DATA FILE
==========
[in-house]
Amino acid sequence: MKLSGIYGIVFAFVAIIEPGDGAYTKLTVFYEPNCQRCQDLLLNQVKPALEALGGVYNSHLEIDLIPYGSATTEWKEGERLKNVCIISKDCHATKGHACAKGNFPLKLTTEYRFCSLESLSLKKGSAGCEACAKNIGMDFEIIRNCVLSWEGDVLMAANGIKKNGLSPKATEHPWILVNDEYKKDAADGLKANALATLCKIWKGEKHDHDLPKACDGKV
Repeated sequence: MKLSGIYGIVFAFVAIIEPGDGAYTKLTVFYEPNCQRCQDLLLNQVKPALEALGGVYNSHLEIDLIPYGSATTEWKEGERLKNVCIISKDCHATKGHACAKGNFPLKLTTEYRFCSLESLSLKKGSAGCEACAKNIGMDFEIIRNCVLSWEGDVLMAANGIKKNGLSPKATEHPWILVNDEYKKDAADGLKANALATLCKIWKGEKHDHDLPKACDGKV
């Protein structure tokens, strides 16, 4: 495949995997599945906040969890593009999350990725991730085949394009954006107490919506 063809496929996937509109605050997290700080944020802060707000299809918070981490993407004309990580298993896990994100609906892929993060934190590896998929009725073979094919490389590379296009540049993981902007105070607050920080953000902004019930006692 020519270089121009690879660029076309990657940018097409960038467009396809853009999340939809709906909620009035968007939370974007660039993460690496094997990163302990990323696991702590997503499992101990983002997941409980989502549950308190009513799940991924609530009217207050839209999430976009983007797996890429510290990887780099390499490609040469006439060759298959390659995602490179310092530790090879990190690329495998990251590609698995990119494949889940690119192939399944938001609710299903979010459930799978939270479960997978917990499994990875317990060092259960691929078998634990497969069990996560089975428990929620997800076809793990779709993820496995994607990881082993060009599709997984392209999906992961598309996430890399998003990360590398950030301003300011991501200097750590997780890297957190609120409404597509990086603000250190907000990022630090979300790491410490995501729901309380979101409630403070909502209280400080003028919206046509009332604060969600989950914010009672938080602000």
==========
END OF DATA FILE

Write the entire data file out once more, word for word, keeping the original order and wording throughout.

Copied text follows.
[in-house]
Amino acid sequence: MKLSGIYGIVFAFVAIIEPGDGAYTKLTVFYEPNCQRCQDLLLNQVKPALEALGGVYNSHLEIDLIPYGSATTEWKEGERLKNVCIISKDCHATKGHACAKGNFPLKLTTEYRFCSLESLSLKKGSAGCEACAKNIGMDFEIIRNCVLSWEGDVLMAANGIKKNGLSPKATEHPWILVNDEYKKDAADGLKANALATLCKIWKGEKHDHDLPKACDGKV
Repeated sequence: MKLSGIYGIVFAFVAIIEPGDGAYTKLTVFYEPNCQRCQDLLLNQVKPALEALGGVYNSHLEIDLIPYGSATTEWKEGERLKNVCIISKDCHATKGHACAKGNFPLKLTTEYRFCSLESLSLKKGSAGCEACAKNIGMDFEIIRNCVLSWEGDVLMAANGIKKNGLSPKATEHPWILVNDEYKKDAADGLKANALATLCKIWKGEKHDHDLPKACDGKV
């Protein structure tokens, strides 16, 4: 495949995997599945906040969890593009999350990725991730085949394009954006107490919506 063809496929996937509109605050997290700080944020802060707000299809918070981490993407004309990580298993896990994100609906892929993060934190590896998929009725073979094919490389590379296009540049993981902007105070607050920080953000902004019930006692 020519270089121009690879660029076309990657940018097409960038467009396809853009999340939809709906909620009035968007939370974007660039993460690496094997990163302990990323696991702590997503499992101990983002997941409980989502549950308190009513799940991924609530009217207050839209999430976009983007797996890429510290990887780099390499490609040469006439060759298959390659995602490179310092530790090879990190690329495998990251590609698995990119494949889940690119192939399944938001609710299903979010459930799978939270479960997978917990499994990875317990060092259960691929078998634990497969069990996560089975428990929620997800076809793990779709993820496995994607990881082993060009599709997984392209999906992961598309996430890399998003990360590398950030301003300011991501200097750590997780890297957190609120409404597509990086603000250190907000990022630090979300790491410490995501729901309380979101409630403070909502209280400080003028919206046509009332604060969600989950914010009672938080602000």